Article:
BvS Review

batmanvsupermanMy expectations had been thoroughly put to rest after a week of seeing different versions of the headline “What Batman vs. Superman did wrong.” Hopes already dashed, I was still going to try my damndest to like the movie. Hell, I will still defend Man of Steel (and even Superman Returns in my drunker moments). Without even having seen a trailer, I was still ready to defend this film. Oh boy.

This review contains spoilers.

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Thoughts about Star Wars – The Force Awakens

star-wars-force-awakenThe bar was low. I was one of those who had been burned before. One of the disappointed ones of 1999. I had my own reasons for hating the prequels, though I must agree with most of what RedLetterMedia has put out, and Belated Media’s “alternative version” made me quite emotional. But, when the crawl started I was twelve years old again and JJ Abrams would have to make his worst movie ever for my hopes to be crushed. An average adventure film was all that was needed.

Warning: if you are even worse than me and haven’t seen it yet, get your arse to the cinema. SPOILER WARNING.

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Hamlet starring Benedict Cumberbatch Review

cumberbatch hamletI was lucky enough to see the live screening of Hamlet, broadcast all the way to my home town, thanks to National Theatre Live. When it comes to Shakespeare, I am always finding a “new favourite”. I therefore thought I’d take the opportunity to review the production with a comparison to my current favourite Hamlet. Keep in mind I’m no theatre critic, but I do love Shakespeare. This is obviously a stage production, but because it’s being broadcast it has the life and aftermath of a film/TV production. I’ve seen a couple such broadcasts and I highly recommend them.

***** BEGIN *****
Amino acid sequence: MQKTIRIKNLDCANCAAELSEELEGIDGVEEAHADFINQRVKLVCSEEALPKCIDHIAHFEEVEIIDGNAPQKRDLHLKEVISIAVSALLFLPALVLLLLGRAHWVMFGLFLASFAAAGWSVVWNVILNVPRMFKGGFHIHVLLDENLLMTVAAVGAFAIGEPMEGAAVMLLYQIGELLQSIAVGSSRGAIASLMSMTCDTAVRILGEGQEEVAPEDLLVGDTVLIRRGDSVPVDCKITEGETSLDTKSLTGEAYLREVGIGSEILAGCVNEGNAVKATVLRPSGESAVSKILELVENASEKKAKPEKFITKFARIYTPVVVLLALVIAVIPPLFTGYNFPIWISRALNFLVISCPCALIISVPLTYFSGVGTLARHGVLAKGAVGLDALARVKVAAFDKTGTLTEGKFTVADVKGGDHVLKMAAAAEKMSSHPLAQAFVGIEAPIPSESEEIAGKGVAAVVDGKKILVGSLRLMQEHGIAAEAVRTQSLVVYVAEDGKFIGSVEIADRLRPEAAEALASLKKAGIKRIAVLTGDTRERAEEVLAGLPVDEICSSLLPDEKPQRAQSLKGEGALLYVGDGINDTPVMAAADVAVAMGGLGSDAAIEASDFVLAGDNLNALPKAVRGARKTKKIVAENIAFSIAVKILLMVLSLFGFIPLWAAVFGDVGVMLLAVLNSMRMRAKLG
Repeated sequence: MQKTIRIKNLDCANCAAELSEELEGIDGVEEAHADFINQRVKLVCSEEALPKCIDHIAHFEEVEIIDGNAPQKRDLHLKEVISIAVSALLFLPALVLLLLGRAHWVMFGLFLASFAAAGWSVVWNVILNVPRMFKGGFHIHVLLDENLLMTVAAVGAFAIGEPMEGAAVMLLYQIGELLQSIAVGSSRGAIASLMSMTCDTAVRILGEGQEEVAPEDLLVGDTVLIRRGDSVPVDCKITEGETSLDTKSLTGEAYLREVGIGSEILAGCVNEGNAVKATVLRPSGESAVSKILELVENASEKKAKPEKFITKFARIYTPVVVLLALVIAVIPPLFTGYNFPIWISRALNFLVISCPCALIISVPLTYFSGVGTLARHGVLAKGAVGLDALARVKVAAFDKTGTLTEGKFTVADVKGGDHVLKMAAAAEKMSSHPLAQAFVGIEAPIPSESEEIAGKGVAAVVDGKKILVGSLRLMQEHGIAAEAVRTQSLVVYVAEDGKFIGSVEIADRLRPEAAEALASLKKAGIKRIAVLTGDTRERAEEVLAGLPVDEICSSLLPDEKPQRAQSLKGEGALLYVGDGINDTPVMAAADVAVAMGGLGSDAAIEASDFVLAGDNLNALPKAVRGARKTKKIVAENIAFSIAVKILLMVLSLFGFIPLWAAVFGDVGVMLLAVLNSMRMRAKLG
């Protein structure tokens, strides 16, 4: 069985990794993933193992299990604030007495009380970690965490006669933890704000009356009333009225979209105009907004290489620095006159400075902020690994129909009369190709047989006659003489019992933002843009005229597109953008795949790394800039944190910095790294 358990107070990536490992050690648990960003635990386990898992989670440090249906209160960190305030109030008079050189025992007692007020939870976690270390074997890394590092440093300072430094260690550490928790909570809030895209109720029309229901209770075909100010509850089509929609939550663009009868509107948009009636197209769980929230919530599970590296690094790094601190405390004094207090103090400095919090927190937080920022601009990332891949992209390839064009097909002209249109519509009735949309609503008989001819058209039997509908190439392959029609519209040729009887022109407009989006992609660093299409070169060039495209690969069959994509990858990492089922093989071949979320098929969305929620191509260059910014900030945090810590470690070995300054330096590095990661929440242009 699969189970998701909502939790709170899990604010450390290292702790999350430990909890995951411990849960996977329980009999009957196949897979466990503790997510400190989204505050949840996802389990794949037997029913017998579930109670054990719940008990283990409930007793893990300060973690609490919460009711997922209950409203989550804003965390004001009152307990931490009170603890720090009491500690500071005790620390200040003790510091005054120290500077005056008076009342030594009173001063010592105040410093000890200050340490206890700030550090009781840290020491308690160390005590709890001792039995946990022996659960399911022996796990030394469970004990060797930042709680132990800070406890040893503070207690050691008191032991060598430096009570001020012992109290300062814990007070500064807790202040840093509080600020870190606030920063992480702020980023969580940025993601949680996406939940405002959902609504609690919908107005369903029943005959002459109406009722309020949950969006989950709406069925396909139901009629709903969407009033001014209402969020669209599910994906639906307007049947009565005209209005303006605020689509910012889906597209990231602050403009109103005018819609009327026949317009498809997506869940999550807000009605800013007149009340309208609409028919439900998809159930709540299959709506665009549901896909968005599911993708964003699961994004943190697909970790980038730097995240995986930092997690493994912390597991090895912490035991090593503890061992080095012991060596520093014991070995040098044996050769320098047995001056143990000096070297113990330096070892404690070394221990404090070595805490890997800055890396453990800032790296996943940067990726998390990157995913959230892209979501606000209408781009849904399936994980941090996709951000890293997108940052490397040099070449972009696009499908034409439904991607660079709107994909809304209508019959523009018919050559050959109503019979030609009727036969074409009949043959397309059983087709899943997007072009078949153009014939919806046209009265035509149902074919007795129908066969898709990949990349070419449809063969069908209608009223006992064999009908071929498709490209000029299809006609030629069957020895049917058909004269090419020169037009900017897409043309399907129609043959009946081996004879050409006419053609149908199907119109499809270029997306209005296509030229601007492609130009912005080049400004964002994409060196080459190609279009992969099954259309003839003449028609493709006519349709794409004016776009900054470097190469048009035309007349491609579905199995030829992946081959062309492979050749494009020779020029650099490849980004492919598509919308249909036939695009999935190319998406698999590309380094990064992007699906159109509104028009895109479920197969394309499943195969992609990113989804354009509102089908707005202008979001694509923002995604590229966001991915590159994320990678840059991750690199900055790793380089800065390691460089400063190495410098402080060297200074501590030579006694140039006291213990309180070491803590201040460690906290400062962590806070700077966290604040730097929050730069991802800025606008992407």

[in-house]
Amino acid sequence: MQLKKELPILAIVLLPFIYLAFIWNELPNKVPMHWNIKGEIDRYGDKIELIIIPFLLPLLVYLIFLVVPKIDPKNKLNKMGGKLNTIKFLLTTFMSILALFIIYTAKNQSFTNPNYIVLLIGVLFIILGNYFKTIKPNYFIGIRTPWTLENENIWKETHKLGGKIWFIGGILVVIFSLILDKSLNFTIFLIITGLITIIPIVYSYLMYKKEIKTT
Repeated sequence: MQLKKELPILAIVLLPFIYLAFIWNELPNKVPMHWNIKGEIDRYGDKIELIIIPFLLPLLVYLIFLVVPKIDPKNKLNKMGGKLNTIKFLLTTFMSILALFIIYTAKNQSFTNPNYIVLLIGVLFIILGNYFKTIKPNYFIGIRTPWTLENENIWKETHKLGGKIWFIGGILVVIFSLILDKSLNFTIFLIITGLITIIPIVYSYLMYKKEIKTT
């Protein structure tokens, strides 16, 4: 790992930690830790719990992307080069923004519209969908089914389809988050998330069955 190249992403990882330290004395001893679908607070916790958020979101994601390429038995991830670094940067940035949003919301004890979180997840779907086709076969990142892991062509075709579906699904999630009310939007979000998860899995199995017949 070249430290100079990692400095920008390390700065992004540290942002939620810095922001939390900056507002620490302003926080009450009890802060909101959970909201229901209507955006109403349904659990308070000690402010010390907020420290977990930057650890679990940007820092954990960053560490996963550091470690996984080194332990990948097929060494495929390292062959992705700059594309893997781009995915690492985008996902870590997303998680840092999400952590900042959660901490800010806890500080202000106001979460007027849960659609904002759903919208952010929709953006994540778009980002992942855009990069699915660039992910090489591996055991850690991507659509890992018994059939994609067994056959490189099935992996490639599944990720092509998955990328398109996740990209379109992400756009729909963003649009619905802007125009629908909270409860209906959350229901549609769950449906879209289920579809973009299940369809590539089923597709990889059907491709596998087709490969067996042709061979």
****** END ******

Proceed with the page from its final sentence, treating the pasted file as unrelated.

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Anonymous (2011) Review

I think it’s come to the point where theories on who really wrote Shakespeare’s plays are as fun as conspiracies about secret societies or lizard people. Most (hopefully) know that we really do know Shakespeare wrote his own plays, but the thought that it was all a great trick is simply too juicy to resist.Anonymous_2011_film_poster

This does not mean that any film that explores this conceit will be entertaining. The documentary, Shakespeare: The Hidden Truth, tries wholeheartedly to convince you, but all it really does is show how frustrating it is arguing with people who don’t follow the rules of rational arguments. Anonymous (2011) is as sincere as the documentary, but due to our interpretation of genres it gets away with it. I do think that both films are infinitely more enjoyable if you’re familiar enough with Shakespeare to understand that this is an exercise in “what if” and not “the true story behind the myth.”

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Solan and Ludvig – Christmas in Flåklypa

Solan og Ludvig- Jul i FlåklypaI wasn’t planning on reviewing this, especially in English, since it’s a Norwegian children’s film, but it is also a sequel to a fantastic film more people should see, so here we are.

Solan & Ludvig – Christmas in Flåklypa is a sequel to the great beloved Flåklypa Grand Prix (1975), which continues to find new audiences almost forty years after its release. Of course I love it too – it’s practically a citizen test. And no, it is not beloved due to nostalgia goggles or parents indoctrinating their children. It is genuinely funny, well-made, well-paced and with great voice-acting. A story that is fun for the whole family.

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